- A lack of diverse thinking in a team means proposals are not sufficiently challenged to unearth innovative solutions.
- Among teams that lack diversity, studies show an error rate of about 30%.
- Ideas devised by a more diverse group tend to be better communicated and gain more support.
By Luke Dodemaide
Juliet Bourke has seen it all before. Too often, she says, a leadership team that shares the same thinking and conservative mindset holds businesses back.
The problem is that leaders in positions of seniority have tended to hire employees that look, think and act like themselves – Bourke likens it to “cloning”. This results in the same ideas being multiplied rather than challenged; and it can halt the development of better solutions.
“When you have a group around you who actually only have one thought, they’re really clones of each other,” Bourke says. “Then [University of Michigan’s Scott E. Page] research shows, you’re building an error rate of about 30%.”
Picture: Juliet Bourke.
“When you have a group around you who actually only have one thought, they’re really clones of each other.”
As a former head of Deloitte Australia’s diversity and inclusion practice, and now professor of practice at the UNSW Business School, Bourke has advised more than 200 global organisations on people and culture matters.
Historically, she says, problems manifest in decision-making when long-held beliefs are not challenged.
“In addition to that, you don't get the benefit of innovation. My research was showing that you get a 20% premium in terms of an additional innovative capability when you have a diverse thinking team.”
She adds that: “Individuals can still come up with brilliant ideas, but as the world has become more complex and challenges are more difficult to solve, there has been this ‘rise of teams’.
“The rise of teams sounds good in theory – sharing the workload, different perspectives – but there really hasn't been a considered view or agreement on what diversity of thinking is needed to actually make that dream a reality.”
CA ANZ Women in Business Conference 2022
Bourke is a global thought leader on diversity and inclusive leadership and will share her expert views at the Chartered Accountants Australia and New Zealand’s Women in Business Conference 2022.
The two-day event, running online on 8-9 March, aims to inform professional services workers on how to improve inclusion and diversity and build a sustainable profession for both genders. It brings together high-profile international speakers who will share stories of leaders who are making a significant contribution to businesses and communities.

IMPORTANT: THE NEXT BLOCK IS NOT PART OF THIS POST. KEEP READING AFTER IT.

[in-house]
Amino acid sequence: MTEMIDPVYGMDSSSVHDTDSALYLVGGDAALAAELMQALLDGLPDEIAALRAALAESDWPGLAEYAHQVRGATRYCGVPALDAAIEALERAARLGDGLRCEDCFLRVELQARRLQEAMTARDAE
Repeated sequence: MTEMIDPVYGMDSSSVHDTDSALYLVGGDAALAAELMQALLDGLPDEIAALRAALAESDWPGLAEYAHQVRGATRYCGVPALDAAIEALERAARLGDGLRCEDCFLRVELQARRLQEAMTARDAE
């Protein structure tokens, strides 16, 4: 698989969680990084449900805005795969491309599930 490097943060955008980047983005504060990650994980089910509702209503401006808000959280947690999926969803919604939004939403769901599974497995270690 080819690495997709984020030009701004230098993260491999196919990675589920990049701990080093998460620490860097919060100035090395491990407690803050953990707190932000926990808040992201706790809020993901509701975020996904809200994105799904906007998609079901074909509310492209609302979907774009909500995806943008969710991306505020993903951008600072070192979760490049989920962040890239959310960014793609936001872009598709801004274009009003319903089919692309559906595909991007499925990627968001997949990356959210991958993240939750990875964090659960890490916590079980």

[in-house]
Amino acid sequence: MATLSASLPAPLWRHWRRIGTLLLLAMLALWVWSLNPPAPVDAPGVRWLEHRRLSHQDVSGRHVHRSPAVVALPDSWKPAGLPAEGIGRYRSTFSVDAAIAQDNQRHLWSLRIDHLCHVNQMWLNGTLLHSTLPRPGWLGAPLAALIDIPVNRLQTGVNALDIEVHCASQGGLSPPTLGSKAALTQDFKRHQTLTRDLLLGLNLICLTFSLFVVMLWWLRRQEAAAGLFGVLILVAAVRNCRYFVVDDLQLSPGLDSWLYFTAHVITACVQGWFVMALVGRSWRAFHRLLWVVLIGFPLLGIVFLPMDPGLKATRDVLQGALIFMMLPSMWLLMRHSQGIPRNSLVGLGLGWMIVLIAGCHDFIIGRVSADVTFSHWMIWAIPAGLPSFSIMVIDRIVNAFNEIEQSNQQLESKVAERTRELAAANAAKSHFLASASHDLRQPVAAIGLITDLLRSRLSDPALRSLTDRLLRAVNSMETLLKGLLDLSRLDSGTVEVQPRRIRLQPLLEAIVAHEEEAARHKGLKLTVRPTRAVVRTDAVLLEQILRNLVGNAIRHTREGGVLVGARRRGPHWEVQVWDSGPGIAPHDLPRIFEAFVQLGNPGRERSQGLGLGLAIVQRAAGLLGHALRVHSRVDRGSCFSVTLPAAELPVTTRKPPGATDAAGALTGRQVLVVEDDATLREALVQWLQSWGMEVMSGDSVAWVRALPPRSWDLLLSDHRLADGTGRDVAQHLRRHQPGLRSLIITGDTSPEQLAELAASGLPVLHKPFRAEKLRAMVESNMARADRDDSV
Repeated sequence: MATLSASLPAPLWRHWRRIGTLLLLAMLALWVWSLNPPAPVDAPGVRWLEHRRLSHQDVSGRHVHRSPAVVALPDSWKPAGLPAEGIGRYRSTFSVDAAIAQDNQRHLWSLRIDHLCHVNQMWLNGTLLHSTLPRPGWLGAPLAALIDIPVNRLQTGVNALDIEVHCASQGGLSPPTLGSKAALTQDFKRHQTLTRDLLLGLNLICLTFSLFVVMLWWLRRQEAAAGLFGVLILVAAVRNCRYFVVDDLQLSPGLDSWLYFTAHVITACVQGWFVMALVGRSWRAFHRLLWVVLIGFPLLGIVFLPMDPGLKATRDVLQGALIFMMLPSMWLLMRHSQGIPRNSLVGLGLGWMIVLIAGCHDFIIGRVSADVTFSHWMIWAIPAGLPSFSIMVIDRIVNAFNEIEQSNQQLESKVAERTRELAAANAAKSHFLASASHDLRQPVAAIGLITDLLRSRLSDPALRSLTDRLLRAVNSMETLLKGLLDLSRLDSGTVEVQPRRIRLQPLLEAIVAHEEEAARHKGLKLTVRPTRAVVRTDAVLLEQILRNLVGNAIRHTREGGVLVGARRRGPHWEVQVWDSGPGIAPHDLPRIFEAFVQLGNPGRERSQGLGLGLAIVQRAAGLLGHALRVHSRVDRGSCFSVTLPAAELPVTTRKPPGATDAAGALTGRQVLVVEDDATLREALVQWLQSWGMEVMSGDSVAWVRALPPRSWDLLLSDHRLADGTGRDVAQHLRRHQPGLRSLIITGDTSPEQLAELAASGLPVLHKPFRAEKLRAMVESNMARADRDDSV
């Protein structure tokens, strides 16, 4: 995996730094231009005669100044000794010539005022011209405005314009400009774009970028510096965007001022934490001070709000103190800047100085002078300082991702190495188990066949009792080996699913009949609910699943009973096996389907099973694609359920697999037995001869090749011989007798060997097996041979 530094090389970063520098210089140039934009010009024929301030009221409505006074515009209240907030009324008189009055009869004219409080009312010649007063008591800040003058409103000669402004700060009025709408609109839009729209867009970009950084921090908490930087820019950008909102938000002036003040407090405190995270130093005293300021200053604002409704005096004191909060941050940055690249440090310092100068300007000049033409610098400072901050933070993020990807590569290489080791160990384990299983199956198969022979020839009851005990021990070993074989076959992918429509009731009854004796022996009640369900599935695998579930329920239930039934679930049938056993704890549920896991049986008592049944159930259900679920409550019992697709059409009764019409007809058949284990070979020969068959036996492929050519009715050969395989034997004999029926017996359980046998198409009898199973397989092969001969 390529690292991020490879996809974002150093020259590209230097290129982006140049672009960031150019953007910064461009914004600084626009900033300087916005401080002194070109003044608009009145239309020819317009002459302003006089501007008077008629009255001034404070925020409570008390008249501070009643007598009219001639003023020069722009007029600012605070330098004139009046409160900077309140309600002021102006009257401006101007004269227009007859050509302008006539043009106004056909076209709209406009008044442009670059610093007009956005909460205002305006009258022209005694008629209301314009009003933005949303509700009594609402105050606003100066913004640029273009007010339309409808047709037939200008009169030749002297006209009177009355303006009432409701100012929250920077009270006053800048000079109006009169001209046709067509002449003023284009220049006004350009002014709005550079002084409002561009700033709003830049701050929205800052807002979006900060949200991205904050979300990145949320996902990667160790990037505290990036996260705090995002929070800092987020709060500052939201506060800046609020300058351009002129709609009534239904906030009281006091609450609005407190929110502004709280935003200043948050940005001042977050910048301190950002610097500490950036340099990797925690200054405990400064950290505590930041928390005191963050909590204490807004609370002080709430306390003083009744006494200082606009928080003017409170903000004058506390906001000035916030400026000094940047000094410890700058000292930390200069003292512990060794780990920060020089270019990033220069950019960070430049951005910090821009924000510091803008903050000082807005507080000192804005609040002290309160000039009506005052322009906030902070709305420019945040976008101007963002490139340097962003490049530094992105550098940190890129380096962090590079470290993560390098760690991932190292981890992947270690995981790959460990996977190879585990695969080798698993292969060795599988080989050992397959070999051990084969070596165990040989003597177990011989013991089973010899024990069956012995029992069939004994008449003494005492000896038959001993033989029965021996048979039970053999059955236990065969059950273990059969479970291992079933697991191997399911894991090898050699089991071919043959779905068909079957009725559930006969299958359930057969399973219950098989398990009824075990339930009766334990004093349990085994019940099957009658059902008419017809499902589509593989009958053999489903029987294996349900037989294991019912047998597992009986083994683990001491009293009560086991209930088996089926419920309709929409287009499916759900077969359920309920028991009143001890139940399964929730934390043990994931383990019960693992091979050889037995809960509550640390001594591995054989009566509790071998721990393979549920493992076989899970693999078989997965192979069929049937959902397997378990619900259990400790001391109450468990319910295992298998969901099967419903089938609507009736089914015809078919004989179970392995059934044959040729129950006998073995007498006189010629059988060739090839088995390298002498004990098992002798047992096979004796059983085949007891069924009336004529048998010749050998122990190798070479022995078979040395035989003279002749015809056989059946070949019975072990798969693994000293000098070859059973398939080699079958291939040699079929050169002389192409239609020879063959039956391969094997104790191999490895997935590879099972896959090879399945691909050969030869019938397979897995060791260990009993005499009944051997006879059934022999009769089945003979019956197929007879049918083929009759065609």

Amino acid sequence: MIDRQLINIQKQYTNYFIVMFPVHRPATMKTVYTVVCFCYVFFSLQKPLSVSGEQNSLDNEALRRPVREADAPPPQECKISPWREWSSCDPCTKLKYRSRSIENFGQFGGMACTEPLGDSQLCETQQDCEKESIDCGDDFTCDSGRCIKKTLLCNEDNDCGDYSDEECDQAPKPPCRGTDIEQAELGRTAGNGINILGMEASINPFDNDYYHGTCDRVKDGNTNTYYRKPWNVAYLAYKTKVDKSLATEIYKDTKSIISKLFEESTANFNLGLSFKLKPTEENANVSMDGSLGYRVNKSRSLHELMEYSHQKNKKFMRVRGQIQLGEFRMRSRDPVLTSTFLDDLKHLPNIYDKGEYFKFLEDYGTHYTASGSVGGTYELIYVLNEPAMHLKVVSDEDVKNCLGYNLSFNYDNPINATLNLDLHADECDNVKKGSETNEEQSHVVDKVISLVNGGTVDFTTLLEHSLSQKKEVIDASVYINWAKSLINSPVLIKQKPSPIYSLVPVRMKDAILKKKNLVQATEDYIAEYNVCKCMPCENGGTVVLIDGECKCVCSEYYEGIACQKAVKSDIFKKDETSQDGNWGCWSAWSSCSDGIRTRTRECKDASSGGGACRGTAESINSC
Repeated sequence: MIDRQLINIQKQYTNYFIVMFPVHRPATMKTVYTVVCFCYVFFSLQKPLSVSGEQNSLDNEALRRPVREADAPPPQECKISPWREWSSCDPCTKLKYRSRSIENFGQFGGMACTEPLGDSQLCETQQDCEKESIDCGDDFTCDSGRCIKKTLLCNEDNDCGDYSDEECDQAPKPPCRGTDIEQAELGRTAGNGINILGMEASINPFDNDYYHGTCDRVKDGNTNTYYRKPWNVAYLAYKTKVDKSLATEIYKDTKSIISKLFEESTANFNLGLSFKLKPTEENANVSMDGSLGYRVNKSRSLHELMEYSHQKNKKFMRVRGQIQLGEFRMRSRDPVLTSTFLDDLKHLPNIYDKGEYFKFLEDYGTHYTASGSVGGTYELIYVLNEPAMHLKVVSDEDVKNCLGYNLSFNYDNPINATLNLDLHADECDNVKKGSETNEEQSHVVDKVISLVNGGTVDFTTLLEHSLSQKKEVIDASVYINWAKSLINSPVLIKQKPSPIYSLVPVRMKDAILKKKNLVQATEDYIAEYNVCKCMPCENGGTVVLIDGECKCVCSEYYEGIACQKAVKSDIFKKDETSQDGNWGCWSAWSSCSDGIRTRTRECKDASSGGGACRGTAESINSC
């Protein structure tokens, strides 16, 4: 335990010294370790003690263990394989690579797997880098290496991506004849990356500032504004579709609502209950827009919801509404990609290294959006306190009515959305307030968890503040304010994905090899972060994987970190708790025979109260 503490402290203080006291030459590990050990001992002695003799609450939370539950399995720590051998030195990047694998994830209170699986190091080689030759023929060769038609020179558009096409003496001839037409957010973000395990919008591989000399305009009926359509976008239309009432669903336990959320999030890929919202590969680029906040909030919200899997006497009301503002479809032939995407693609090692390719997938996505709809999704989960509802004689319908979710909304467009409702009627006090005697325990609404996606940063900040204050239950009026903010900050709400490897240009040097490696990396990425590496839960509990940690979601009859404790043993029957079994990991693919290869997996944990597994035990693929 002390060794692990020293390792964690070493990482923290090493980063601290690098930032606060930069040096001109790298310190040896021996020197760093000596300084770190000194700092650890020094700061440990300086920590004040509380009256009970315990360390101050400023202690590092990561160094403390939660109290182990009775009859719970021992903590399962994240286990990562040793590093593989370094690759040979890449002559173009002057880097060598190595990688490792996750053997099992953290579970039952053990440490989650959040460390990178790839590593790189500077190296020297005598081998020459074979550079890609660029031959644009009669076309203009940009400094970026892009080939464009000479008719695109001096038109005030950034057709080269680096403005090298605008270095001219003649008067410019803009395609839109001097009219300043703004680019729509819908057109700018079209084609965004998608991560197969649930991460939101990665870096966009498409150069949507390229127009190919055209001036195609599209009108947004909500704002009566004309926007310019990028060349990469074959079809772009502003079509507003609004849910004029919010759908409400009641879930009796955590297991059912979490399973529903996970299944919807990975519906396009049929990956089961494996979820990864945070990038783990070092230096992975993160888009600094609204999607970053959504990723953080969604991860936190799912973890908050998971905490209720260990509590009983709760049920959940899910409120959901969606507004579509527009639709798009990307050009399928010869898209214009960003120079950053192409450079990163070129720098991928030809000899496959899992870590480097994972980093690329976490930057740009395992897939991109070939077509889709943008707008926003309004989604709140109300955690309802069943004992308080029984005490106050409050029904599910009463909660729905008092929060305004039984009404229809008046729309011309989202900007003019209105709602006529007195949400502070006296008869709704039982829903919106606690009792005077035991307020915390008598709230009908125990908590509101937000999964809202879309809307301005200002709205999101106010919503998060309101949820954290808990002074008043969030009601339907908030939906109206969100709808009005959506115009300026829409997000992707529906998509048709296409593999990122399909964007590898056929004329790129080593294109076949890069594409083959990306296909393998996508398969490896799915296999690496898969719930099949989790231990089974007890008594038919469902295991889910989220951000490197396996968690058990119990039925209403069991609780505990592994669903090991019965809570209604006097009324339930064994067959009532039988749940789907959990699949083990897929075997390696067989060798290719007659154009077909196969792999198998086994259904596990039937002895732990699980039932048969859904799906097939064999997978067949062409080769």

Joining Bourke will be speaker, mentor and author Corrinne Armour; “people whisperer” Anneli Blundell; best-selling author Tara Moss; and head of consumer – Northern at Westpac New Zealand, Katie Christoffersen, among others.
CA ANZ president Kate Boorer FCA and chief executive officer Ainslie van Onselen will also speak.
Why you need diverse thinking
Bourke’s session on 8 March, The Extraordinary Power of Diversity of Thinking and Interpersonal Inclusion, is based on her new book, Which Two Heads Are Better Than One?
In it she discusses how to identify diversity strength, create a diverse thinking team and increase inclusion capabilities.
Studies support the positive effects of racial diversity and gender balance on group performance. But there is also cognitive diversity, which comes from educational and functional variances. Without it, the cross-section of perspectives within a group narrows.
“The issue is that they're working within an echo chamber,” says Bourke. “So that question of ‘Am I on track?’ just bounces back with ‘Yes, great idea.’”
“They're working within an echo chamber, so that question of ‘Am I on track?’ just bounces back with ‘Yes, great idea.’”
This has been the downfall of many companies, for example, Enron, where rooms filled with like-minded individuals failed to stand up when corruption seeped into the status quo.
“The Volkswagen scandal, same idea,” says Bourke. “People really being selected from an almost singular group.” As she sees it, the more range of thinking within a group, the more checks and balances.
The benefits of a diverse team
Bourke’s own research has uncovered other unexpected benefits of having a diverse team. Teams are 17% more likely to reach a high-performing status and 20% more likely to report they are making high-quality decisions when compared to groups led by non-inclusive leaders, she says.
In addition, inclusive teams are 29% more likely to achieve true collaboration.
“When you have a diverse thinking team, the solution that people come up with, and the broad way that they communicate that solution, creates greater followership for the actual idea,” she explains.
“So, a diverse thinking team, led by an inclusive leader, not only performs well in terms of generating great decisions, but others who are tasked with implementing those decisions are more likely to do so if they see themselves reflected in the group.
“Conversely, if you see a team of clones and you don't see yourself in that group then you put a question mark over whether they've actually incorporated your ideas. And, of course, we all think our own ideas are brilliant.”
Find out more:
The Women in Business conference will be streaming live on 8 & 9 March and then will be available on demand.
Luke Dodemaide is an award-winning writer and editor based in Melbourne.